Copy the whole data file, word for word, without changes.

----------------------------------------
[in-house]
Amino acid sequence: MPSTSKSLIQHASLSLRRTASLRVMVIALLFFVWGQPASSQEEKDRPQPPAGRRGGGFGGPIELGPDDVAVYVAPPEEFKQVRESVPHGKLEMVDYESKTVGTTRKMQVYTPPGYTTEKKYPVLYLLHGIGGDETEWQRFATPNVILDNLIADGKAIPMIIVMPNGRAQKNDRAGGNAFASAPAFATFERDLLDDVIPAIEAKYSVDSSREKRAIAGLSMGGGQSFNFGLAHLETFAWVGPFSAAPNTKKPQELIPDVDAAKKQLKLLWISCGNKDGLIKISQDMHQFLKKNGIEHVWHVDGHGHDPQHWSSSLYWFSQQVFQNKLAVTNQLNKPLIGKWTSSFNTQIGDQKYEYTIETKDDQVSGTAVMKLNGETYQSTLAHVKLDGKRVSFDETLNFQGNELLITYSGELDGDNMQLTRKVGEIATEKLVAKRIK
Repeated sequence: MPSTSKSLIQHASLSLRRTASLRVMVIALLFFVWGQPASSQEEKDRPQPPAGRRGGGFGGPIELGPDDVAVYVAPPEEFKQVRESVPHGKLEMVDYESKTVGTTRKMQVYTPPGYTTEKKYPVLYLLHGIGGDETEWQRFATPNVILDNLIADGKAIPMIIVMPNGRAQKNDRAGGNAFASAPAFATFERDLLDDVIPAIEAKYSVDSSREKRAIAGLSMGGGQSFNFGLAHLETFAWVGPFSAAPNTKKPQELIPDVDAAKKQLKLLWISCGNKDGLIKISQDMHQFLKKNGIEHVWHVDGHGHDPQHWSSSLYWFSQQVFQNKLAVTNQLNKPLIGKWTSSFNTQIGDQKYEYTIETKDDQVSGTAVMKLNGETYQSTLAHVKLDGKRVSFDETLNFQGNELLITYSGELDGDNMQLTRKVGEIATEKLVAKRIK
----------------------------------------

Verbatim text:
[in-house]
Amino acid sequence: MPSTSKSLIQHASLSLRRTASLRVMVIALLFFVWGQPASSQEEKDRPQPPAGRRGGGFGGPIELGPDDVAVYVAPPEEFKQVRESVPHGKLEMVDYESKTVGTTRKMQVYTPPGYTTEKKYPVLYLLHGIGGDETEWQRFATPNVILDNLIADGKAIPMIIVMPNGRAQKNDRAGGNAFASAPAFATFERDLLDDVIPAIEAKYSVDSSREKRAIAGLSMGGGQSFNFGLAHLETFAWVGPFSAAPNTKKPQELIPDVDAAKKQLKLLWISCGNKDGLIKISQDMHQFLKKNGIEHVWHVDGHGHDPQHWSSSLYWFSQQVFQNKLAVTNQLNKPLIGKWTSSFNTQIGDQKYEYTIETKDDQVSGTAVMKLNGETYQSTLAHVKLDGKRVSFDETLNFQGNELLITYSGELDGDNMQLTRKVGEIATEKLVAKRIK
Repeated sequence: MPSTSKSLIQHASLSLRRTASLRVMVIALLFFVWGQPASSQEEKDRPQPPAGRRGGGFGGPIELGPDDVAVYVAPPEEFKQVRESVPHGKLEMVDYESKTVGTTRKMQVYTPPGYTTEKKYPVLYLLHGIGGDETEWQRFATPNVILDNLIADGKAIPMIIVMPNGRAQKNDRAGGNAFASAPAFATFERDLLDDVIPAIEAKYSVDSSREKRAIAGLSMGGGQSFNFGLAHLETFAWVGPFSAAPNTKKPQELIPDVDAAKKQLKLLWISCGNKDGLIKISQDMHQFLKKNGIEHVWHVDGHGHDPQHWSSSLYWFSQQVFQNKLAVTNQLNKPLIGKWTSSFNTQIGDQKYEYTIETKDDQVSGTAVMKLNGETYQSTLAHVKLDGKRVSFDETLNFQGNELLITYSGELDGDNMQLTRKVGEIATEKLVAKRIK